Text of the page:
1) Join us for a Sound Scene Planning meeting
Wednesday 6/13 (tomorrow) in "Lamont Park" across from Don Juan’s Restaurant in Mount Pleasant. (17th and Lamont St NW). 7:30pm-9pm
Please RSVP. Questions? text Jocelyn
2) And save the date! Sound Scene July 7th and 8th at the Smithsonian Hirshhorn! Full list of audio artists (from DC, Spain, Germany, India and more!), live performances and free workshops is here and here!
2b) Please volunteer at Sound Scene! You could lead a mini listening lounge! (No notes required). Please sign up to help out (you can choose a short shift)
3) Highlights from yesterday’s June Listening Lounge (courtesy of Rene):Jocelyn observed that Rene had a notepad and pen. This resulted in the end of Rene’s two year run of shirking note-taking responsibilities.
Teague suggested the ice-breaker, Favorite Strangely instrumented song.
Teague led off recalling a song by Mexican Rock Band, “Zurdock”, that made effective use of a Kazoo.
Rene’s favorite use of a strange instrument is featured by the steampunk robot group “Steam Powered Giraffe”. They use a melodica to pleasing effect in “Clockwork Vaudeville”: https://www.youtube.com/watch?v=7eH2i26Uegw
Chantelle Described a piece from an Icelandic Music Festival in which the artist recorded heartbeats of participants and mixed it at the end of the festival.
Camilla recalled the theme from “Inspector Morse”, in which Morse Code is used in the music. https://www.youtube.com/watch?v=u20sVtCxf_8
Abby mentioned that there is now a type of ham radio license that does not require proficiency in Morse Code.
Daniella recalled a version of Johnny Cash, “Sunday Morning Coming Down” that used silverware in the mix.
Abby recalled a song by Dakhabrakha that utilized a playhouse roof.
Jocelyn recalled a piece David Schulman played for a previous lounge. He
started with field recordings of live roosters and accompanied them on his violin.
Dave discussed a piece in which someone created music that was designed in tempo and pitch to be enjoyed by various animals. “Monkey Music” was successful. https://www.wired.com/2009/09/monkeymusic/ (On a side note, my dog doesn’t love the Monkey Music)
David (No relation to Dave above) recalled a concert of Japanese Rock Group “Acid Mothers Temple”. One member of the group seemed to only be gesticulating and smoking cigarettes and drinking beer. He later bought the album and read the liner notes to learn that she was credited as playing “beer and cigarettes”.
Meg(h)an said something very interesting and Rene forgot to take note of it.
Lizzie recalled a piece by Breakmaster Cylinder that utilized spinning plates and dropping water.
Abby shared first. She has been working on the “Howling Dome”. One or more participants express grief through vocalization. Roughly inspired by an episode of Invisibilia: https://www.npr.org/sections/health-shots/2017/06/01/529876861/an-anthropologist-discovers-the-terrible-emotion-locked-in-a-word There is an indigenous word “Leggett” which captures the feeling.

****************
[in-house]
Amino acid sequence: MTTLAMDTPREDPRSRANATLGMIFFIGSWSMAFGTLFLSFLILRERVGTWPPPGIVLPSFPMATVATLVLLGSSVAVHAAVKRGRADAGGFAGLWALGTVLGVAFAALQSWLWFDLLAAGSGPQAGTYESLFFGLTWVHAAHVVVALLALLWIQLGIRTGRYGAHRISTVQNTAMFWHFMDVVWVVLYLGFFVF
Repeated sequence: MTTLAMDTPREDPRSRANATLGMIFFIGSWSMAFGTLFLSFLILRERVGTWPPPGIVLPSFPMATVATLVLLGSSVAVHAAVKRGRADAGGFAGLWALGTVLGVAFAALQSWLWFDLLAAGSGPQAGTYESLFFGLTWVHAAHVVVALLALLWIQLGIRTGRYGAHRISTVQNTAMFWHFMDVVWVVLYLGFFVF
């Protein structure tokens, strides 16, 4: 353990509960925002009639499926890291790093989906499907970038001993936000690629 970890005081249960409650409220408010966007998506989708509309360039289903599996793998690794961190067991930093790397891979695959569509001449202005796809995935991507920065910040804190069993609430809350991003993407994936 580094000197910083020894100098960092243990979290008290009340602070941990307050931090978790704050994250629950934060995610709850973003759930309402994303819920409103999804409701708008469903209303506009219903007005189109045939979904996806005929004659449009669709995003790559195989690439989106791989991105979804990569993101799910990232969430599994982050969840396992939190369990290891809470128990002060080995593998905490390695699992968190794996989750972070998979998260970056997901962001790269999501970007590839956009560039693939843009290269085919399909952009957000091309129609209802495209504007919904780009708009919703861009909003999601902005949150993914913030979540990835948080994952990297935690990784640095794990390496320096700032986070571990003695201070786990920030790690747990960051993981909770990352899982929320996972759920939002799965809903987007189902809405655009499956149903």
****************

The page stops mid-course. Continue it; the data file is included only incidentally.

Abby shared audio from a group of co-workers in the Howling Dome. She said she is trying to capture the sound of “Humanity searching for the key of grief”.
Camilla was reminded of 5Rhythms dance. Chantelle mentioned Ecstatic Dance on the theme of cathartic expression through vocalization and movement.
Jocelyn shared clips recorded from local radio during a recent trip to Alaska. One was a remarkably well produced commercial for a local feed store, and one station ID in which all the many (radio) stations linked were listed by the host.
Teague was reminded of his one-hour as a fill-in host for a local station in Alaska. When he played a Johnny Cash track he got three phone calls right away. Apparently, everyone loves Johnny Cash.
David and Abby suggested “Sublime Frequencies” to listen to broadcasts from around the world. Abby also noted that ham radio broadcasts can be heard on Spotify.
Chantelle shared a song from her rainy-day funk mix. When this is on, you don’t have to leave the house. “Didn’t I” by Darondo. https://www.youtube.com/watch?v=PZqQT5904_U
David and Dave discussed the label “Numero” and the groups “Eccentric Soul” and the “Universal Togetherness band”
Daniella shared a piece she produced which was featured on “The Splendid Table” She reported on seeds being shipped to Puerto Rico as a facet of the recovery. Her piece closes the episode: https://www.splendidtable.org/episode/655